In the sleepy little village of Lowick in Northamptonshire stands a fine medieval church with a tall octagonal ‘lantern’ tower that bears some similarity to that at Fotheringhay. It is normally kept locked but if you are very, very lucky you can track down the key in the village. There are many fine tomb effigies… Continue reading Buckingham’s Cousin: the Quiet Stafford
Why are we so fascinated by the thought of lands and cities lost beneath the sea? Such tales are both compelling and a little frightening, but have always been around. No doubt they always will be. I’ve always been particularly intrigued by stories of the land of Lyonesse, but this article is about Dunwich, which… Continue reading The lost city of Dunwich….
When I posted on my Facebook page that it had been suggested to me I write an M&B article about the physical appearance of the 3rd Duke of York, a friend commented: “. . . .According to John Ashdown Hill’s biography of Cecily, he was probably tall because of some poem written about how… Continue reading Was the 3rd Duke of York like his youngest son in appearance….?
According to this article Anne Boleyn’s heart was not buried with her, but somewhere else, as yet unknown/unconfirmed. I confess to being startled, because I hadn’t heard of this before, but it seems two places in England vie for being the heart’s resting place. They are the Church of St Mary in Ewarton, Suffolk, and… Continue reading Where is Anne Boleyn’s heart….?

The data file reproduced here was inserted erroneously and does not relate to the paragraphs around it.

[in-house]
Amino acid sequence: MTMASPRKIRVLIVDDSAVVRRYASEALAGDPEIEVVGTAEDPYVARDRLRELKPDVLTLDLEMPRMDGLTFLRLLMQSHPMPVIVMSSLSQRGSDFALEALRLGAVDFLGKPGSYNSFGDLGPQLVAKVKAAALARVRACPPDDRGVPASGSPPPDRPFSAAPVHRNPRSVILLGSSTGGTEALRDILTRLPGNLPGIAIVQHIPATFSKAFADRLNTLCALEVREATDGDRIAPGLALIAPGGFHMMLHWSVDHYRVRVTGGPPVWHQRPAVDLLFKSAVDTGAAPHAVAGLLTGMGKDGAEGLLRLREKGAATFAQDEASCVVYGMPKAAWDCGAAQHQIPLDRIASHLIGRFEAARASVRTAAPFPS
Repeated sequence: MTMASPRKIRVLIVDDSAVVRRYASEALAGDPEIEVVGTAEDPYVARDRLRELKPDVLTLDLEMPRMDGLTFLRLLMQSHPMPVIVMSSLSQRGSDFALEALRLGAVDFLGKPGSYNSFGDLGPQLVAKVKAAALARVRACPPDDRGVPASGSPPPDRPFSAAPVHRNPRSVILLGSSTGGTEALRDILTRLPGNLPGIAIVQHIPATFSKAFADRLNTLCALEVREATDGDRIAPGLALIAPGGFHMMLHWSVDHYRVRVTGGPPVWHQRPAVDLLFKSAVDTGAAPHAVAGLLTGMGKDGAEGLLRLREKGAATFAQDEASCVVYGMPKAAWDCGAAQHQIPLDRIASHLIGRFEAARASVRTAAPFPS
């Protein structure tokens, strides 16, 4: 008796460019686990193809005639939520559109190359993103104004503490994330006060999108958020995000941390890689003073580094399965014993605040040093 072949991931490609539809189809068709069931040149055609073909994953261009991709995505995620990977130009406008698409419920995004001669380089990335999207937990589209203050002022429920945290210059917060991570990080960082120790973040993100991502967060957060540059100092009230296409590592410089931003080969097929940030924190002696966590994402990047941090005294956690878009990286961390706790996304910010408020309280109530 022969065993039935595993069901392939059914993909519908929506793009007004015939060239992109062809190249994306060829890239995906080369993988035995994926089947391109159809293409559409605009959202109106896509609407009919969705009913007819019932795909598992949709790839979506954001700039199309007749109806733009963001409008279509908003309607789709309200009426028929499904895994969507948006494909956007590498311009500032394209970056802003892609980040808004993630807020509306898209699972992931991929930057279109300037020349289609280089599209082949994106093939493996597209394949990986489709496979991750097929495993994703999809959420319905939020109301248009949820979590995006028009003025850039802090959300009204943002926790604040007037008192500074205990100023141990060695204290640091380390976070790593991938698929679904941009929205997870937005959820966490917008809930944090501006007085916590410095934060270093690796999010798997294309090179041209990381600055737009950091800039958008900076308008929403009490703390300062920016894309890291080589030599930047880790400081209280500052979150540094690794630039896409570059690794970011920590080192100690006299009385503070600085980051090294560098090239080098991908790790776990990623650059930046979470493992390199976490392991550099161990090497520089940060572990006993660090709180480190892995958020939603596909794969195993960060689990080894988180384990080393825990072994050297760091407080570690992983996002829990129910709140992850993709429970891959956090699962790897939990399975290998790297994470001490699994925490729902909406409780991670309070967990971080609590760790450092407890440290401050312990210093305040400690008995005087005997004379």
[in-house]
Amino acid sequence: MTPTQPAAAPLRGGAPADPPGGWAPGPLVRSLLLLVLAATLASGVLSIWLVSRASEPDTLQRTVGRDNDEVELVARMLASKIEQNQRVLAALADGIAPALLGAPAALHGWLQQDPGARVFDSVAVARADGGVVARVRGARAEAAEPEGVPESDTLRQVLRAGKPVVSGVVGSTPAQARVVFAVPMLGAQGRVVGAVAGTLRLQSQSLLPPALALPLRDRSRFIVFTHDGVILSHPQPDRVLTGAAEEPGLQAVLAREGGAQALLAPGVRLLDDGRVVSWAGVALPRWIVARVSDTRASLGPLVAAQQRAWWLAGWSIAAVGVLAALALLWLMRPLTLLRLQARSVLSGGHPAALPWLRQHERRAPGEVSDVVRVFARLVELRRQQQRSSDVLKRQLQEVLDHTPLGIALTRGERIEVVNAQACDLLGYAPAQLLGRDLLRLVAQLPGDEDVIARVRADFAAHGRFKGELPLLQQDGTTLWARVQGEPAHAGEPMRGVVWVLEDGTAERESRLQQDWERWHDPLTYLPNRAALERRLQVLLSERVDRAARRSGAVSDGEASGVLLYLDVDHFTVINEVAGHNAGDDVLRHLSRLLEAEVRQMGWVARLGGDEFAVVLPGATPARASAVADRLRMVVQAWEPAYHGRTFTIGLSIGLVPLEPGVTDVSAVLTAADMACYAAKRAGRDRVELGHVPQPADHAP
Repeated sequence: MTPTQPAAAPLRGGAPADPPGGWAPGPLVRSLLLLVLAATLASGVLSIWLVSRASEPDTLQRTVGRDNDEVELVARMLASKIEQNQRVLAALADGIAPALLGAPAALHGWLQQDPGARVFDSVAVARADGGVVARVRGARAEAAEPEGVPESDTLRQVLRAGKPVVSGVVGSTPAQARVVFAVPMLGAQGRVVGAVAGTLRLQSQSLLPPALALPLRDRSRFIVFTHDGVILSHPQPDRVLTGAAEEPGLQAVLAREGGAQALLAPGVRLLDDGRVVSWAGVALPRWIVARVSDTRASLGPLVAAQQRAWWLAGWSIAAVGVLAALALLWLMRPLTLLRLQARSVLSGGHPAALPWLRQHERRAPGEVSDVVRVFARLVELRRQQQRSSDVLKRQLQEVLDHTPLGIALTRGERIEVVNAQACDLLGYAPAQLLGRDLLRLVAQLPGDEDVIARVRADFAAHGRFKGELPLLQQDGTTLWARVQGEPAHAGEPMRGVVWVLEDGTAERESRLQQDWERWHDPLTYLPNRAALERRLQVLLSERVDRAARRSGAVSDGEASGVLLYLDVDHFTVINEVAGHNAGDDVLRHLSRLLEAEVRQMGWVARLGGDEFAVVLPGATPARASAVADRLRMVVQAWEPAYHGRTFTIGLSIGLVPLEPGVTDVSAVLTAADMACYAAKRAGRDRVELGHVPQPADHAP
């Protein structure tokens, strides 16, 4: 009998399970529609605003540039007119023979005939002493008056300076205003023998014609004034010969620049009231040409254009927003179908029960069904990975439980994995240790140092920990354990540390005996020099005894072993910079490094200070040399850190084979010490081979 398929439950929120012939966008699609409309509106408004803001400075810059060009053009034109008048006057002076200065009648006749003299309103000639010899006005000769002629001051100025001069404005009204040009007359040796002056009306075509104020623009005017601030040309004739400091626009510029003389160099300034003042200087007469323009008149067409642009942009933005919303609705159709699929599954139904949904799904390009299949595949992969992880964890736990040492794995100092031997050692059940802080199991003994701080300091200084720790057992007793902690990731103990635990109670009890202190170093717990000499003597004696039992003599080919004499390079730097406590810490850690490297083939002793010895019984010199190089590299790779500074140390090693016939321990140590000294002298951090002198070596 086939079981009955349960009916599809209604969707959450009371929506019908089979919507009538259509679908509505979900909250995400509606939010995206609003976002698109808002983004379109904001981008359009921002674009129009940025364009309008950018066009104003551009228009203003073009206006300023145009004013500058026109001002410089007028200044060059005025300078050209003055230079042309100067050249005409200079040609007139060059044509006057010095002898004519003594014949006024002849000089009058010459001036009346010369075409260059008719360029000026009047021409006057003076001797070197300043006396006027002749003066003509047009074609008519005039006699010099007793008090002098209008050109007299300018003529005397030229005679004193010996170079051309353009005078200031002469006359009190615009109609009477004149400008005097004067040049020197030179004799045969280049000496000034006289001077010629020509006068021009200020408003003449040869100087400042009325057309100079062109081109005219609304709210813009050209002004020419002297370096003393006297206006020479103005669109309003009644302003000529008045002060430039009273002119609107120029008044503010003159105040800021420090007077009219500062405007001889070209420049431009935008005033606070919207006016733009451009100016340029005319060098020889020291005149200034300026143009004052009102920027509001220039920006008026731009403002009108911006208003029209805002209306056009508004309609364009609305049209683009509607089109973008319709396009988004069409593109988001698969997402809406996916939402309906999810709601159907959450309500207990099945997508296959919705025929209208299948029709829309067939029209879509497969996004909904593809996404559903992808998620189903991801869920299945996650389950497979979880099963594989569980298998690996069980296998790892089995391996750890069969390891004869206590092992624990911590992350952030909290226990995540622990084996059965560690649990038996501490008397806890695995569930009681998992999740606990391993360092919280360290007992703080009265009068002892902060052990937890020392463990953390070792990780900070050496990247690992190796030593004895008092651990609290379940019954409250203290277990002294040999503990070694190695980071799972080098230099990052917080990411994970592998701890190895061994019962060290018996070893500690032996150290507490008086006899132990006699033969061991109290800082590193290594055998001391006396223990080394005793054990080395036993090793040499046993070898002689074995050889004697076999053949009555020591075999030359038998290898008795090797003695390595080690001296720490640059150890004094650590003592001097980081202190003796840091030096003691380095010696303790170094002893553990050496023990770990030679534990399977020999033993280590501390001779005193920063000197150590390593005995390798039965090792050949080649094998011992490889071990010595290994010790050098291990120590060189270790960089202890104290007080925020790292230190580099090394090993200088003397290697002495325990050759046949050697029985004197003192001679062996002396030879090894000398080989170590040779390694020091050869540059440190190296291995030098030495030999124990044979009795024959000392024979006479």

This article is from 2017, and tells that they may have found the last resting place of Father Christmas. BUT, Father Christmas still comes around every year, right? So he can’t have turned up the toes of his fur-lined boots. Therefore this St Nicholas chap is someone entirely different. Ask any child!
Here is a link to a very interesting paper on the astonishingly beautiful but now redundant church of Holy Trinity in the small North Yorkshire village of Wensley. I’m posting it because this church was much patronised by the Scropes of Bolton who did, of course, have great connections to our period and to various… Continue reading A beautiful Yorkshire church with connections to the Scropes of Bolton….
Reblogged from here The Great Fire of London. The devastating conflagration that consumed so much of medieval London including St James Garlickhythe. Artist Lieve Verschuier This post will of necessity prove to be short there being a dearth of information on both Katherine and the pre-Fire St James Garlickhythe Church where she was buried. The church… Continue reading Katherine Plantagenet, her burial in St James Garlickhithe.
I always find heraldic glass both fascinating and beautiful, wherever it is. If you go here you’ll be able to access a paper about the heraldic glass of East Anglia, where Alston Court in Nayland has a wonderful display of Tudor glass. The shields displayed aren’t exclusively Tudor, of course, but apply to ancient families… Continue reading The heraldic glass of East Anglia….
We’re all accustomed to the wonderful gargoyles adorning our churches, abbeys and cathedrals, illuminations on manuscripts and the beautiful carvings on misericords, but sometimes they are truly amusing. On this occasion the apparently comedial figures are pigs playing the bagpipes. Yes, really. And not only in Scotland, I hasten to point out, because bagpipes are… Continue reading So Master Porker picked up his bagpipes and let rip….!
If you go to York and enter Micklegate Bar heading towards the City Centre, you will see a wonderful medieval gem on your right, the church of St Martin-cum-Gregory, of which Richard III was patron (below left). Its name is due to the fact that the present church is the result of two different churches’… Continue reading The church of St Martin-cum-Gregory